The effect of microvesicles derived from K562 cells on proliferation and apoptosis of human bone marrow mesenchymal stem cells

Document Type : Original Article


1 Department of Hematology, Faculty of Medical Sciences, Tarbiat Modares University,Tehran, Iran

2 Department of Hematology and Blood Banking, School of Allied Medical Sciences, Shahid Beheshti University of Medical Sciences, Tehran, Iran

3 Stem Cell and Tissue Engineering Research Center, Shahroud University of Medical Sciences, Shahroud, Iran

4 HSCT Research Center, Laboratory Hematology and Blood Banking Department, School of Allied Medical Sciences, Shahid Beheshti University of Medical Sciences, Tehran, Iran

5 HSCT Research Center, Shahid Beheshti University of Medical Sciences, Tehran, Iran


Objective(s): Microvesicles (MVs) are small membrane-bound particles that act as a vehicle to transfer their contents, such as proteins, RNAs, and miRNAs, to the target cells, making them undergo several changes. Depending on the origin and the target cell, MVs may cause cell survival or apoptosis. This study investigated the effects of MVs released from the leukemic K562 cell line on the human bone marrow mesenchymal stem cells (hBM-MSCs) to evaluate changes in the survival or apoptosis of the cells in an in vitro system.  
Materials and Methods: In this experimental study, we added the isolated MVs from the K562 cell line to hBM-MSCs, and after three and then seven days, subsequently cell count, cell viability, transmission electron microscopy, tracing MVs by carboxyfluorescein diacetate, succinimidyl ester (CFSE) solution, flow cytometry analysis for Annexin-V/PI staining and qPCR for the evaluation of BCL-2, KI67, and BAX expression were carried out. On the 10th day of the culture, hBM-MSCs were examined by Oil red O and Alizarin Red staining to evaluate their differentiation into adipocytes and osteoblasts.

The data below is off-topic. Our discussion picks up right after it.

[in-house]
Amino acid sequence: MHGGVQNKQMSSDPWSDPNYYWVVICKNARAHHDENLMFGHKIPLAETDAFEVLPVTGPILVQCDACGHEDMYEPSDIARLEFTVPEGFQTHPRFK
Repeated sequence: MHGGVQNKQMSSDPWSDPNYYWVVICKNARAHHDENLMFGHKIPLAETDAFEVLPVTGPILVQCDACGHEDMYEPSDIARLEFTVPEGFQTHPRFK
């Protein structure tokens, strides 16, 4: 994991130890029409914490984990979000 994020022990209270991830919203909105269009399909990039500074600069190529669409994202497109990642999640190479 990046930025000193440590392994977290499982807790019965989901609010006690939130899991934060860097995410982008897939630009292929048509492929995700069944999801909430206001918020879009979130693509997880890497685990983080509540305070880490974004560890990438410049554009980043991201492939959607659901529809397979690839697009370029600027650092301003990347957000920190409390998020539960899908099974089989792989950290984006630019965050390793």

Results: There was a significant decrease in cell viability and KI67 and BCL-2 expression; however, BAX was significantly upregulated in the hBM-MSCs compared to control groups. Annexin-V/PI staining results also showed the apoptotic effects of K562-MVs on hBM-MSCs. Moreover, the differentiation of hBM-MSCs into adipocytes and osteoblasts was not observed. 
Conclusion: MVs from the leukemic cell line could affect the viability of normal hBM-MSCs and induce cell apoptosis.


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